The work was sponsored by a number of private and public organizations including the Association of Friends of the Museo de Arte Popular, Secretaría de Cultura del Gobierno of the state of Jalisco and the Consejo Estatal para la Cultura y las Artes of the state of Nayarit. The purpose of the work was to create a folk art project for the 21st century that demonstrated the ritual nature, skill and culture of Huichol beadwork is a traditional Huichol craft that began by decorating bull horns, then gourds, masks, and jaguar head figures. Originally the craft was done with seeds, but is today done with plastic and glass beads. The craft is still evolving and the beadwork can be found on various modern materials, such as glass, stone, ceramics and metal. Traditionally, the beads are affixed with a kind of wax that comes from Campeche. Continue reading

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Huichol ‘cosmic portal’ peyote ceremonies threatened by silver mine

A guide from nearby town Real de Catorce walks on Cerro del Quemado mountain. On the top of the mountain are shrines and offerings left by the Huichol Indians during their ceremonies. The mountain is where the Huichol believe the sun was born, ending the universal darkness.

 
 
REAL DE CATORCE, Mexico — For the Huichol Indians, the desert mountains here are sacred, a cosmic portal with major mojo, where shamans collect the peyote that fuels the waking dreams that hold the universe together.

For a Canadian mining company, these same hills look like a billion dollars worth of buried silver. 

 

In a stark collision of cultures, the famously mystical Huichol are trying to stop a $100 million, 15-year mining project from starting this year. Their struggle comes as indigenous people from Alaska to the Amazon are rallying to protect not just their environment but also their cultures from decay.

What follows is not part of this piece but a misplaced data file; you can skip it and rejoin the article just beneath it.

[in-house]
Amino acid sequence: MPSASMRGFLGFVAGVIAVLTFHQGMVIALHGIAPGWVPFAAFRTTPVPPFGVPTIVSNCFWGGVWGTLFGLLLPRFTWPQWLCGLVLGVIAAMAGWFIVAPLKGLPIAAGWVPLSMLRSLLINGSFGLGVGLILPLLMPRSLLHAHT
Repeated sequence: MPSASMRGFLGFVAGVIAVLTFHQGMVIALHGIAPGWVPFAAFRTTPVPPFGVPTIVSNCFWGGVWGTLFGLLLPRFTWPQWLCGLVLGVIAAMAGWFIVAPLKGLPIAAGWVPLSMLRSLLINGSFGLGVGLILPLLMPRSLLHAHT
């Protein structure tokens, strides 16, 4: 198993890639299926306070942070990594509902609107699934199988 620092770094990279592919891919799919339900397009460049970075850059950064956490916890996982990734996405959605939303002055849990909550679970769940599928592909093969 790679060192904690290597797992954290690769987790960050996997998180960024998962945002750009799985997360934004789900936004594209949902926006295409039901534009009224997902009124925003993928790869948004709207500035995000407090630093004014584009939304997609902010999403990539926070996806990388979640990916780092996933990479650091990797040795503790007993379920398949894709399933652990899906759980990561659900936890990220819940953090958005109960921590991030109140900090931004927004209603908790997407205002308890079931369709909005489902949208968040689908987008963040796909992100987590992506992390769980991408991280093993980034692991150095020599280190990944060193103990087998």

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Hundreds of Mexico’s Huichol Indians trek to their sacred ground seeking to stop silver mine

REAL DE CATORCE, Mexico — Huichol Indians believe the sun was born in a spot high in the arid Sierra de Catorce mountain range of northern Mexico.

For them, that spot — the Cerro del Quemado, or the Burned Mountain — is the center of the universe, a sacred ground.

 ( Christian Palma / Associated Press ) – this photo taken on Monday Feb. 6, 2012, Huichol Indians walk to the sacred Cerro del Quemado, or the Burned Mountain, on the Wirikuta reserve near Real de Catorce, Mexico. The Huichol Indians made the seven day walk as part of an annual pilgrimage to the site they consider the center of the universe and where the sun was born. This year they are asking their deities to guide them as they try to stop a $100 million mining project that is part of a mining concession granted to Canada-based First Majestic Silver Corp. The reserve is one of UNESCO’s World Network of Natural Sacred Sites and the Huichols beleive the project would devastate their cultural and religious heritage.

 
It’s also part of a mining concession Mexico’s government granted to Canada-based First Majestic Silver Corp., and Huichols are fighting to block the project. Continue reading